Spline teeth 52 are formed at an axially intermediate portion of the inner bore of the shaft 42, and mate with spline teeth 36 on the clutch member 22. A spring 50 biases the clutch member 22 outwardly, and against the input shaft 300.

Generally, a bar is machined by a lathe to include the basic shape of the rotor shaft 42. Teeth 52 are formed at an internal surface by some machining process, and in one embodiment, a broaching operation. The intermediate member is then heat treated and final machined.

A wire 44 communicates from the exciter rotor 26 to the rectifier assembly 48, and extends through slots 46 in the shaft 42.

A method of replacing a generator rotor shaft into a generator includes the steps of moving the rotor shaft 42 such that a central portion 105 supports a main winding section of the generator, and such that smaller diameter portions 104 and 106 are supported by bearings, and moving a wire through slots in the shaft, and utilizing the wire to connect a rectifier assembly to an exciter rotor.

FIG. 3A is a cross-sectional view through the shaft 42. As shown, surfaces 104 and 106 are formed to be at a smaller diameter relative to a central portion 105, which supports the main winding section 24. The bearings 30 and 32 are received on surfaces 104 and 106. Slots 46 are shown to include a plurality of slots, which are circumferentially spaced. As can be seen, a ledge 102 is positioned slightly axially inwardly from the end 111. This ledge will provide a stop for the clutch member 34 when the generator is selectively disengaged.

An end 111 of the shaft, which receives the clutch member 34, is spaced from an opposed end 110 by a first distance d0. The end of each spline 52 is spaced from the end 111 by a second distance dl. The spline 52 extends over a third distance d2.

Lubrication holes 107 are spaced along the rotor shaft 42.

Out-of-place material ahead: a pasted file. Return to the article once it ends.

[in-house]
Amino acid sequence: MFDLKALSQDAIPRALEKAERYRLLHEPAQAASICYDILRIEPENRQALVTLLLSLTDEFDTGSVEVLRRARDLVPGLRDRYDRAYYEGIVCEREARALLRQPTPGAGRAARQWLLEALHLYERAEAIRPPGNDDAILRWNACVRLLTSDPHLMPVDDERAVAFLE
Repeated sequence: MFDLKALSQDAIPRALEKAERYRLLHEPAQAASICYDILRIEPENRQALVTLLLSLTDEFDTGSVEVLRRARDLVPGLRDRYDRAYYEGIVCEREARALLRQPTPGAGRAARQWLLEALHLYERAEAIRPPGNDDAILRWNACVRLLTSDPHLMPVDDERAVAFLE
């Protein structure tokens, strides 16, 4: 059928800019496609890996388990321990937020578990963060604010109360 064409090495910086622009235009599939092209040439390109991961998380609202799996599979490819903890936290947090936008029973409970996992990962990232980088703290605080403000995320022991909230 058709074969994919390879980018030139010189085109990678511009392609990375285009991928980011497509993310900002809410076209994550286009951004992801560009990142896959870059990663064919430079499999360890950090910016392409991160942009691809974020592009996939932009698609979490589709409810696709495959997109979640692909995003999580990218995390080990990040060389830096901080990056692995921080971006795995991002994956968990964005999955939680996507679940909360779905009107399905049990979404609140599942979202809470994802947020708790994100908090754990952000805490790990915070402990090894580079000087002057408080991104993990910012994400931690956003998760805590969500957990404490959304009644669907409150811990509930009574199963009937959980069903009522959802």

A ratio of d1 to d0 is preferably between 0.3 and 0.6, and more preferably, 0.4 and 0.5. The ratio of d2 to d1 is preferably between 0.1 and 0.125.

A ratio of d0 to d1 is preferably between 0.3 and 0.6, and more preferably, 0.4 and 0.5. The ratio of d1 to d2 is preferably between 0.1 and 0.125.

As can be best seen in FIG. 3B, at end 110, there are screw threads 500, and a piloting diameter 502. As disclosed in the above-referenced U.S. patent application entitled “Axial Retention of Permanent Magnet Rotor in High Speed Generator,” the permanent magnet motor has threads which mate with threads 500, and a pilot surface that pilots on surface 502. These portions of the above-referenced application are incorporated herein by reference. As can be appreciated from FIG. 3B, a first diameter D1 to the root of the screw thread teeth is defined, as is a second diameter D2 to the tip of the screw thread teeth. A third diameter D3 is defined to the outer diameter of the pilot surface 502. Although not shown as diameters in FIG. 3B, it should be appreciated that these are diameters. In one embodiment, the diameter D1 is between 1.8730″ (47.574 mm) and 1.8798″ (47.746 mm). The diameter D2 is between 1.9294″ (49.007 mm) and 1.9375″ (49.212 mm) and the diameter D3 is between 2.0165″ (51.219 mm) and 2.0160″ (51.20 mm). In embodiments, a ratio of D3 to D1 is between 1.07 and 1.08.